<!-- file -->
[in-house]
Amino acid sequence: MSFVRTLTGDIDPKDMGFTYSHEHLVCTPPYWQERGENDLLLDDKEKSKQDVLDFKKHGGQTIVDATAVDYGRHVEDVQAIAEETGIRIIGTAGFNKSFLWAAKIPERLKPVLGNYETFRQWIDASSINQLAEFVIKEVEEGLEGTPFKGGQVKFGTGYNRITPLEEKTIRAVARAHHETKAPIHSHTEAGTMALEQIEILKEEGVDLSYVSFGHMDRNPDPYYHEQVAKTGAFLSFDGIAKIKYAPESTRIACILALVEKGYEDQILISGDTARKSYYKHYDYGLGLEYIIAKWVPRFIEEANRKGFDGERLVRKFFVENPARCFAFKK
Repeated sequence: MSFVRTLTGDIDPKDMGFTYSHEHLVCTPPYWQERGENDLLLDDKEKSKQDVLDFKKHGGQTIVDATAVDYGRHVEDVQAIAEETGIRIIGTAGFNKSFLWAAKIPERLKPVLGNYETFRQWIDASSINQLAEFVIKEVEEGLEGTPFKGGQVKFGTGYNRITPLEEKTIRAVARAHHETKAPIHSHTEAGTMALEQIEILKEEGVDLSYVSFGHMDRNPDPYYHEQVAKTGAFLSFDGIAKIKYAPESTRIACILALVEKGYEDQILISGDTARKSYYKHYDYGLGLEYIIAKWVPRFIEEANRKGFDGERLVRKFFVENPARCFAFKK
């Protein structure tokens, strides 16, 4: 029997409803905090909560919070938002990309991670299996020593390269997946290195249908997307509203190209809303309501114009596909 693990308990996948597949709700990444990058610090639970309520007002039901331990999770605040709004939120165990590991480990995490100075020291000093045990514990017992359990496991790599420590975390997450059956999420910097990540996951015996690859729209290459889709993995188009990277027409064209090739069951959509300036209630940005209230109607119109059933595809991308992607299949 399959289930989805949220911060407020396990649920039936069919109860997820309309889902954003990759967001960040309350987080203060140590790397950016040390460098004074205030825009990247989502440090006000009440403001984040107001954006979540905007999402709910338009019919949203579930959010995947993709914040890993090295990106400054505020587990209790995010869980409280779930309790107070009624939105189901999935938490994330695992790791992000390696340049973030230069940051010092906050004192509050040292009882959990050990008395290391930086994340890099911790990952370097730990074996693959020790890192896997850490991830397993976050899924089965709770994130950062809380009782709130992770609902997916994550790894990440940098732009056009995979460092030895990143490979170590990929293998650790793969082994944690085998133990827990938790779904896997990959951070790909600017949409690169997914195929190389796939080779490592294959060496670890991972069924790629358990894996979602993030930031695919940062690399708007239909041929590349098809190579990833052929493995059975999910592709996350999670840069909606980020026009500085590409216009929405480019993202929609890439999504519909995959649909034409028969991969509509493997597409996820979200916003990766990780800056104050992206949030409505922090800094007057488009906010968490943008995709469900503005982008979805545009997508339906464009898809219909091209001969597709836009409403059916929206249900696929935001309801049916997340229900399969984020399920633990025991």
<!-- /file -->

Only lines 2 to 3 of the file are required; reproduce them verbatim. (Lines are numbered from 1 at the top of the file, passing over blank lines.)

Amino acid sequence: MSFVRTLTGDIDPKDMGFTYSHEHLVCTPPYWQERGENDLLLDDKEKSKQDVLDFKKHGGQTIVDATAVDYGRHVEDVQAIAEETGIRIIGTAGFNKSFLWAAKIPERLKPVLGNYETFRQWIDASSINQLAEFVIKEVEEGLEGTPFKGGQVKFGTGYNRITPLEEKTIRAVARAHHETKAPIHSHTEAGTMALEQIEILKEEGVDLSYVSFGHMDRNPDPYYHEQVAKTGAFLSFDGIAKIKYAPESTRIACILALVEKGYEDQILISGDTARKSYYKHYDYGLGLEYIIAKWVPRFIEEANRKGFDGERLVRKFFVENPARCFAFKK
Repeated sequence: MSFVRTLTGDIDPKDMGFTYSHEHLVCTPPYWQERGENDLLLDDKEKSKQDVLDFKKHGGQTIVDATAVDYGRHVEDVQAIAEETGIRIIGTAGFNKSFLWAAKIPERLKPVLGNYETFRQWIDASSINQLAEFVIKEVEEGLEGTPFKGGQVKFGTGYNRITPLEEKTIRAVARAHHETKAPIHSHTEAGTMALEQIEILKEEGVDLSYVSFGHMDRNPDPYYHEQVAKTGAFLSFDGIAKIKYAPESTRIACILALVEKGYEDQILISGDTARKSYYKHYDYGLGLEYIIAKWVPRFIEEANRKGFDGERLVRKFFVENPARCFAFKK